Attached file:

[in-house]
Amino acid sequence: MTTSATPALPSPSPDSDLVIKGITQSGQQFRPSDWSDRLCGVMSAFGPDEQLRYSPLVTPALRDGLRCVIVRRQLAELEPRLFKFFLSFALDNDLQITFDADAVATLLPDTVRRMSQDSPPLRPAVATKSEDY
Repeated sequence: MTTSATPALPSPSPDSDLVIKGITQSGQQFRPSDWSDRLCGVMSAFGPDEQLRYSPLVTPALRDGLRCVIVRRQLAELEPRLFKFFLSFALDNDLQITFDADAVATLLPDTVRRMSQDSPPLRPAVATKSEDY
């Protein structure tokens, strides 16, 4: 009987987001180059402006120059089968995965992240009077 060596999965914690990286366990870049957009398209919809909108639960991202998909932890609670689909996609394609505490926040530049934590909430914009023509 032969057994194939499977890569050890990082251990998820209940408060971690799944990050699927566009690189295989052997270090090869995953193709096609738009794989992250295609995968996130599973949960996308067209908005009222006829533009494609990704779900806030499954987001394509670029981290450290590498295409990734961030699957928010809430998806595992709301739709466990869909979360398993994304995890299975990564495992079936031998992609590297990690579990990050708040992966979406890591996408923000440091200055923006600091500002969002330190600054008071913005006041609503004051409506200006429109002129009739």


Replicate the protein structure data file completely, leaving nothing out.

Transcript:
[in-house]
Amino acid sequence: MTTSATPALPSPSPDSDLVIKGITQSGQQFRPSDWSDRLCGVMSAFGPDEQLRYSPLVTPALRDGLRCVIVRRQLAELEPRLFKFFLSFALDNDLQITFDADAVATLLPDTVRRMSQDSPPLRPAVATKSEDY
Repeated sequence: MTTSATPALPSPSPDSDLVIKGITQSGQQFRPSDWSDRLCGVMSAFGPDEQLRYSPLVTPALRDGLRCVIVRRQLAELEPRLFKFFLSFALDNDLQITFDADAVATLLPDTVRRMSQDSPPLRPAVATKSEDY
């Protein structure tokens, strides 16, 4: 009987987001180059402006120059089968995965992240009077 060596999965914690990286366990870049957009398209919809909108639960991202998909932890609670689909996609394609505490926040530049934590909430914009023509 032969057994194939499977890569050890990082251990998820209940408060971690799944990050699927566009690189295989052997270090090869995953193709096609738009794989992250295609995968996130599973949960996308067209908005009222006829533009494609990704779900806030499954987001394509670029981290450290590498295409990734961030699957928010809430998806595992709301739709466990869909979360398993994304995890299975990564495992079936031998992609590297990690579990990050708040992966979406890591996408923000440091200055923006600091500002969002330190600054008071913005006041609503004051409506200006429109002129009739």